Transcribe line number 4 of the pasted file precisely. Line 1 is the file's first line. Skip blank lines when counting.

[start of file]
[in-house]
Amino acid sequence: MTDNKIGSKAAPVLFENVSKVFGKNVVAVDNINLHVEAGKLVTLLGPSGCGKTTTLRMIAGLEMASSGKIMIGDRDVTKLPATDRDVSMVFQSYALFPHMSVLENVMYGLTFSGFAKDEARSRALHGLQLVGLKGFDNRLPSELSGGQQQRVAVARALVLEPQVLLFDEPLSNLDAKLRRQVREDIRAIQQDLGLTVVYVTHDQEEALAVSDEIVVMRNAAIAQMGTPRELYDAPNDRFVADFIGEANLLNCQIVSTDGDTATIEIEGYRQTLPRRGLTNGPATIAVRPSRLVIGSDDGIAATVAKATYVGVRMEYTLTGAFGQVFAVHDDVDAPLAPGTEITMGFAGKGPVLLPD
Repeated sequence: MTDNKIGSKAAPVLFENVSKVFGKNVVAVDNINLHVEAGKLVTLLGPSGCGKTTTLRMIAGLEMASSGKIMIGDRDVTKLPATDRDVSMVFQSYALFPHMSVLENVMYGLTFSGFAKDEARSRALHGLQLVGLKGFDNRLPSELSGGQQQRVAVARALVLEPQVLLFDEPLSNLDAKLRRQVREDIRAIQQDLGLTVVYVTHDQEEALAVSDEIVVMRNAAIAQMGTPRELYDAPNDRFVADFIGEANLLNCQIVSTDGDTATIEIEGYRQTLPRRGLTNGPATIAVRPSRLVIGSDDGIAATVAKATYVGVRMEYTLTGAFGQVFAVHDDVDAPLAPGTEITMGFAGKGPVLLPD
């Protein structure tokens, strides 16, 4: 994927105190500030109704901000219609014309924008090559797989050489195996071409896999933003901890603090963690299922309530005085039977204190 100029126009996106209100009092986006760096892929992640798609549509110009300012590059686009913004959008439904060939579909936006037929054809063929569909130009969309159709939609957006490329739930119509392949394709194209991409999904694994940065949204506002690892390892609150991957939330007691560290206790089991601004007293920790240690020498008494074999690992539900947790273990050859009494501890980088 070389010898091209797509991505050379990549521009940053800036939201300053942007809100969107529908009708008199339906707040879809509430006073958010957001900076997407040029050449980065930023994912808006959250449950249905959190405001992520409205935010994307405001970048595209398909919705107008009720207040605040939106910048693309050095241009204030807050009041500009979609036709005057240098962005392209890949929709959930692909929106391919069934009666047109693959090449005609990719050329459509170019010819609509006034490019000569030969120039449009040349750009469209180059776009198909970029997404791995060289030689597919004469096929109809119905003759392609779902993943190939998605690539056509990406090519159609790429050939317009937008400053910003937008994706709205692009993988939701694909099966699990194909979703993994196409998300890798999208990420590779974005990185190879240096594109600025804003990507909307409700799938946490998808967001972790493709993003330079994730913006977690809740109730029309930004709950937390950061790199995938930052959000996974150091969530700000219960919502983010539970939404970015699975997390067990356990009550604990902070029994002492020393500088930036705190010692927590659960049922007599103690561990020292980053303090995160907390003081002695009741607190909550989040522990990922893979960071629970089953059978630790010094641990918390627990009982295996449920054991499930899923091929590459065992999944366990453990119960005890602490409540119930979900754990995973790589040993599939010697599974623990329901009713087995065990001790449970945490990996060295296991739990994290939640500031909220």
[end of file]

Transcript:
């Protein structure tokens, strides 16, 4: 994927105190500030109704901000219609014309924008090559797989050489195996071409896999933003901890603090963690299922309530005085039977204190 100029126009996106209100009092986006760096892929992640798609549509110009300012590059686009913004959008439904060939579909936006037929054809063929569909130009969309159709939609957006490329739930119509392949394709194209991409999904694994940065949204506002690892390892609150991957939330007691560290206790089991601004007293920790240690020498008494074999690992539900947790273990050859009494501890980088 070389010898091209797509991505050379990549521009940053800036939201300053942007809100969107529908009708008199339906707040879809509430006073958010957001900076997407040029050449980065930023994912808006959250449950249905959190405001992520409205935010994307405001970048595209398909919705107008009720207040605040939106910048693309050095241009204030807050009041500009979609036709005057240098962005392209890949929709959930692909929106391919069934009666047109693959090449005609990719050329459509170019010819609509006034490019000569030969120039449009040349750009469209180059776009198909970029997404791995060289030689597919004469096929109809119905003759392609779902993943190939998605690539056509990406090519159609790429050939317009937008400053910003937008994706709205692009993988939701694909099966699990194909979703993994196409998300890798999208990420590779974005990185190879240096594109600025804003990507909307409700799938946490998808967001972790493709993003330079994730913006977690809740109730029309930004709950937390950061790199995938930052959000996974150091969530700000219960919502983010539970939404970015699975997390067990356990009550604990902070029994002492020393500088930036705190010692927590659960049922007599103690561990020292980053303090995160907390003081002695009741607190909550989040522990990922893979960071629970089953059978630790010094641990918390627990009982295996449920054991499930899923091929590459065992999944366990453990119960005890602490409540119930979900754990995973790589040993599939010697599974623990329901009713087995065990001790449970945490990996060295296991739990994290939640500031909220």